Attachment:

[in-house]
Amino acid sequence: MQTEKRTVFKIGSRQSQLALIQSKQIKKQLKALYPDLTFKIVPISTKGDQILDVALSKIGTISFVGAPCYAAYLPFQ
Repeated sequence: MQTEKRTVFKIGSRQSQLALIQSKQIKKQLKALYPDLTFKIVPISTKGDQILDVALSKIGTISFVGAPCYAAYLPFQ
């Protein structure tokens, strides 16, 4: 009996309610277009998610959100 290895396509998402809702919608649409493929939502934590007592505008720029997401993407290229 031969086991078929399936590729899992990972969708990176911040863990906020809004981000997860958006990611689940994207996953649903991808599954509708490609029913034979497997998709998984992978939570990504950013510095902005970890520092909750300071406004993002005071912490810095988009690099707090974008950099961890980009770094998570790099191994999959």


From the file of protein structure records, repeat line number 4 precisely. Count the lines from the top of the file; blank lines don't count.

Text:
């Protein structure tokens, strides 16, 4: 009996309610277009998610959100 290895396509998402809702919608649409493929939502934590007592505008720029997401993407290229 031969086991078929399936590729899992990972969708990176911040863990906020809004981000997860958006990611689940994207996953649903991808599954509708490609029913034979497997998709998984992978939570990504950013510095902005970890520092909750300071406004993002005071912490810095988009690099707090974008950099961890980009770094998570790099191994999959």